Write that down: in lawn care, our application standard is measured in increments of 1,000 sq ft.

reviewing outside of milorganite bag

Here, you can see the bag of Milorganite covers 2,500 sq ft. Since 1,000 sq ft increments are the standard, I can now determine how much Milorganite should go down on each 1,000 sq ft of lawn area that I have. Let’s do a little math:

32 lbs. / 2.5 = 12.8 lbs.

That is telling me that the application rate for Milorganite is 12.8 lbs. per 1,000 sq ft. When I go out to apply Milo to the lawn, it’s my job to ensure I am evenly putting out 12.8 lbs. across each 1,000 sq ft area.

Measure Your Lawn to Calibrate Your Spreader

Now before we go too much further, I recommend you go outside and measure your lawn. Break it down into logical segments of 1,000 sq ft. In this video "Measuring The New Lawn - Property Mapping" I show you how to measure by walking off the lawn. You can also use satellite technology to measure your lawn. Here is a screenshot of my lawn all broken down. It’s ok to round to the nearest 500 sq ft.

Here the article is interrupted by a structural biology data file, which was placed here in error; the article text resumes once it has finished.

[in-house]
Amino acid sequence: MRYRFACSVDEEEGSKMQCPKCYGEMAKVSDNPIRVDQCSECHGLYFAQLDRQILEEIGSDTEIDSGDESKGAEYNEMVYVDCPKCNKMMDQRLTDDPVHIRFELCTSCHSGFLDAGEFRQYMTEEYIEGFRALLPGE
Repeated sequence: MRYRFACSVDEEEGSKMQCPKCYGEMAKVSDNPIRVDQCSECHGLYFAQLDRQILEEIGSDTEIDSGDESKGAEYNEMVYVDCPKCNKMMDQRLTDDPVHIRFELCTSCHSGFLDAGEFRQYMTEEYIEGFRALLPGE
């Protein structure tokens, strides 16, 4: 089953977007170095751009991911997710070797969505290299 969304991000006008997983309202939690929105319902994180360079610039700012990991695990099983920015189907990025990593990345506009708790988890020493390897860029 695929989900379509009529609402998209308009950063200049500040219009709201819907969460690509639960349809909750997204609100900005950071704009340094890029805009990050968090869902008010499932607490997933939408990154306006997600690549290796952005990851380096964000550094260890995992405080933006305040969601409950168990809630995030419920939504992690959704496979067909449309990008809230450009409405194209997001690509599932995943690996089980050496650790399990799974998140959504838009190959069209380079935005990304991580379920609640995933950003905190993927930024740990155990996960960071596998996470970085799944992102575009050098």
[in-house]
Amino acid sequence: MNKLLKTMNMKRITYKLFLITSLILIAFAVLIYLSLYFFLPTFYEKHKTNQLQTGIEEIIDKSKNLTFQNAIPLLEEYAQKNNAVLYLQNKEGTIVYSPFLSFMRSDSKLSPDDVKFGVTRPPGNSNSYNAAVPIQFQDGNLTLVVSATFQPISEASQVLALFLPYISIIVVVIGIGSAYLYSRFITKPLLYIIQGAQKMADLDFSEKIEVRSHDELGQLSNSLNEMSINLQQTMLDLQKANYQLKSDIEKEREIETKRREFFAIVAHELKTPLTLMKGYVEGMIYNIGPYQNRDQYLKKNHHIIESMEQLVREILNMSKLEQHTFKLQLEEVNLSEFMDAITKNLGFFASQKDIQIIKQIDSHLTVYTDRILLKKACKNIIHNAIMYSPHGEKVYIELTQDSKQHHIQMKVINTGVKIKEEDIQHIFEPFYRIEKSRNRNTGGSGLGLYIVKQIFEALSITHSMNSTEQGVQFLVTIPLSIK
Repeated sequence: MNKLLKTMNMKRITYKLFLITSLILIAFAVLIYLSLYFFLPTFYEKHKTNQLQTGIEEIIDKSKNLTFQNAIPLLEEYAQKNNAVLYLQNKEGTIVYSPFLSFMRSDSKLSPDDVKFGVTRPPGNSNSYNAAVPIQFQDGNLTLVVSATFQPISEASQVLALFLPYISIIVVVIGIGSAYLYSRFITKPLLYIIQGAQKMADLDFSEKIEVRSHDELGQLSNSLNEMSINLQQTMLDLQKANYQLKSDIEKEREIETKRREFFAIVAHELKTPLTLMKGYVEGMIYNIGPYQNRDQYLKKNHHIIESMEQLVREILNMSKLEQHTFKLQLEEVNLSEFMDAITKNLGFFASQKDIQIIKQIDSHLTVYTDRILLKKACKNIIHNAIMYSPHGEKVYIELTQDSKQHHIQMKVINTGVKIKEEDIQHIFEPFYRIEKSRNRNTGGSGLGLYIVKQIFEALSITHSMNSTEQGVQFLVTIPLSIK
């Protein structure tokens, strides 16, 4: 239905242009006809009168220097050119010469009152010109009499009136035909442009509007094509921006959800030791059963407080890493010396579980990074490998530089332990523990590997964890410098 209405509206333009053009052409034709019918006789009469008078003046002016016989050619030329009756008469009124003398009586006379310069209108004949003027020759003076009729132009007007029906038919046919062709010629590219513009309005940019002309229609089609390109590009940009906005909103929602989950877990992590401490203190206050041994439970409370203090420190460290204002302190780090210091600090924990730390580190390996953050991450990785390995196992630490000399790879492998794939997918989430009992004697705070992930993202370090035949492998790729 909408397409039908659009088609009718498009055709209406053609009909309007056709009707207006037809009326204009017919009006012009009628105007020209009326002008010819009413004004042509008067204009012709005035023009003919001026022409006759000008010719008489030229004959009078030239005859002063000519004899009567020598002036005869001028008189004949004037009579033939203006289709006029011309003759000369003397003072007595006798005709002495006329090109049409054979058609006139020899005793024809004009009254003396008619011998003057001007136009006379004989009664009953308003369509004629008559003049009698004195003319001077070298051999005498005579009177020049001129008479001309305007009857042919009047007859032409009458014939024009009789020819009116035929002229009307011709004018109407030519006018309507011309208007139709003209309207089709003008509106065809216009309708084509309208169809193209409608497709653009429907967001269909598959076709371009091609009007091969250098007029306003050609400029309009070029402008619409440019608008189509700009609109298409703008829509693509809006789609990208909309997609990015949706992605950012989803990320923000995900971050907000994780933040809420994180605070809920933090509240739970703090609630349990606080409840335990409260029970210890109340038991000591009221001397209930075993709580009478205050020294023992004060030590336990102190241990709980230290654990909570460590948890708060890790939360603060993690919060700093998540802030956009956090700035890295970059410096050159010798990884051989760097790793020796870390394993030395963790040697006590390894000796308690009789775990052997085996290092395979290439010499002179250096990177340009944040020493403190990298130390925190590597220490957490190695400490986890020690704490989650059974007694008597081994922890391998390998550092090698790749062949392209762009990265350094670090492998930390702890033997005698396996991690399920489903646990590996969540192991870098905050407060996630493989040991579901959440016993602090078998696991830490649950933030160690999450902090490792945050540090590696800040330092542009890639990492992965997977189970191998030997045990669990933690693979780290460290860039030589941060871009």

See there in blue I have a section of my lawn labeled “front right” that is 2,000 sq ft (1,916). So if I wanted to apply Milorganite to that section of my lawn, I would need to put out 25.6 lbs. (12.8 x 2 = 25.6) of Milo and I’d use my Scotts spreader to distribute evenly across that section.

I have another area listed as “main stage” and you can see it’s right at about 2,500 sq ft. That’s one full bag of Milo for that area. (12.8 x 2.5 = 32) Easy right?

Not necessarily.

I’ve seen this happen many times: homeowner buys the Scotts spreader, dumps the entire bag into the hopper and sets it to the setting and then takes off. Only to find that they get about halfway done with the section and the hopper is completely empty! Where did it all go?

Or on the other end of the spectrum, you dump the bag in, set it and go out and when you finish the lawn you have a lot leftover. Why didn’t it all get put out?

If that was to happen to you, wouldn’t you want to know why? You’d certainly want to make adjustments so the next time you get down the right amount right?

How To Apply Milorganite - Beyond Spreader Settings

When I flip the bag over and look at the spreader settings, I can see that the setting for the Scotts EdgeGuard DLX is 11.5. Setting the spreader to that number allows the fertilizer to drop from the hopper and down onto the impeller below. The larger the opening, the more Milo can drop. The setting of 11.5 is what is recommended for Milorganite to allow 12.8 lbs. to drop through and be spread using a Scotts EdgeGuard DLX spreader, but you still need to know 2 other pieces of information.